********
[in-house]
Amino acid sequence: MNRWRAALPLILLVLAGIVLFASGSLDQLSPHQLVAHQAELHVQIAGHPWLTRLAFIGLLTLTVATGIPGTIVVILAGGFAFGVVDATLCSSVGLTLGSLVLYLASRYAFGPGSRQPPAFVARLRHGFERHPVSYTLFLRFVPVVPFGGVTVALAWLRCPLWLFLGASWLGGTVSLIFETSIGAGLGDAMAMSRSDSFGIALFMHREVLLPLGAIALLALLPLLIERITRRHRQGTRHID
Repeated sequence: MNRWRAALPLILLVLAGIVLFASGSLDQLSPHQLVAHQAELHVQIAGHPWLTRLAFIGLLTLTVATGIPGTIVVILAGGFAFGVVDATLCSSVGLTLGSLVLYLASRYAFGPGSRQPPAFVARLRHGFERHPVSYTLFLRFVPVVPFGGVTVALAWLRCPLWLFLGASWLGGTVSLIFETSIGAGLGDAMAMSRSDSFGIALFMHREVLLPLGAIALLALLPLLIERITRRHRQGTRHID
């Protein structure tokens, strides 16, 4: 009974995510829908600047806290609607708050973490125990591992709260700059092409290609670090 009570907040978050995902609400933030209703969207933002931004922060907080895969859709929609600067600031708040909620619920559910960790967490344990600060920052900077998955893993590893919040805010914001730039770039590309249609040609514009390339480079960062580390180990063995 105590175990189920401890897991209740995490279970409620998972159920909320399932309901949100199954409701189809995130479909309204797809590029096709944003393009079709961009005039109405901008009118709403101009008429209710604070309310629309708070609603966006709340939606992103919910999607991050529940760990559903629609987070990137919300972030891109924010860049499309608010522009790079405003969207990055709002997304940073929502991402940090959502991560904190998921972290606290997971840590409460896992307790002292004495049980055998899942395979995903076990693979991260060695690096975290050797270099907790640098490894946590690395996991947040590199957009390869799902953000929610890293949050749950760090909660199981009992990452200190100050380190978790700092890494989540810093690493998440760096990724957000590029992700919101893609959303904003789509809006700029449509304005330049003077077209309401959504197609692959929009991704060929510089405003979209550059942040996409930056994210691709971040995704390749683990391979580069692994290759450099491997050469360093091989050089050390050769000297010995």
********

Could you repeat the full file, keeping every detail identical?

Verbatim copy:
[in-house]
Amino acid sequence: MNRWRAALPLILLVLAGIVLFASGSLDQLSPHQLVAHQAELHVQIAGHPWLTRLAFIGLLTLTVATGIPGTIVVILAGGFAFGVVDATLCSSVGLTLGSLVLYLASRYAFGPGSRQPPAFVARLRHGFERHPVSYTLFLRFVPVVPFGGVTVALAWLRCPLWLFLGASWLGGTVSLIFETSIGAGLGDAMAMSRSDSFGIALFMHREVLLPLGAIALLALLPLLIERITRRHRQGTRHID
Repeated sequence: MNRWRAALPLILLVLAGIVLFASGSLDQLSPHQLVAHQAELHVQIAGHPWLTRLAFIGLLTLTVATGIPGTIVVILAGGFAFGVVDATLCSSVGLTLGSLVLYLASRYAFGPGSRQPPAFVARLRHGFERHPVSYTLFLRFVPVVPFGGVTVALAWLRCPLWLFLGASWLGGTVSLIFETSIGAGLGDAMAMSRSDSFGIALFMHREVLLPLGAIALLALLPLLIERITRRHRQGTRHID
């Protein structure tokens, strides 16, 4: 009974995510829908600047806290609607708050973490125990591992709260700059092409290609670090 009570907040978050995902609400933030209703969207933002931004922060907080895969859709929609600067600031708040909620619920559910960790967490344990600060920052900077998955893993590893919040805010914001730039770039590309249609040609514009390339480079960062580390180990063995 105590175990189920401890897991209740995490279970409620998972159920909320399932309901949100199954409701189809995130479909309204797809590029096709944003393009079709961009005039109405901008009118709403101009008429209710604070309310629309708070609603966006709340939606992103919910999607991050529940760990559903629609987070990137919300972030891109924010860049499309608010522009790079405003969207990055709002997304940073929502991402940090959502991560904190998921972290606290997971840590409460896992307790002292004495049980055998899942395979995903076990693979991260060695690096975290050797270099907790640098490894946590690395996991947040590199957009390869799902953000929610890293949050749950760090909660199981009992990452200190100050380190978790700092890494989540810093690493998440760096990724957000590029992700919101893609959303904003789509809006700029449509304005330049003077077209309401959504197609692959929009991704060929510089405003979209550059942040996409930056994210691709971040995704390749683990391979580069692994290759450099491997050469360093091989050089050390050769000297010995």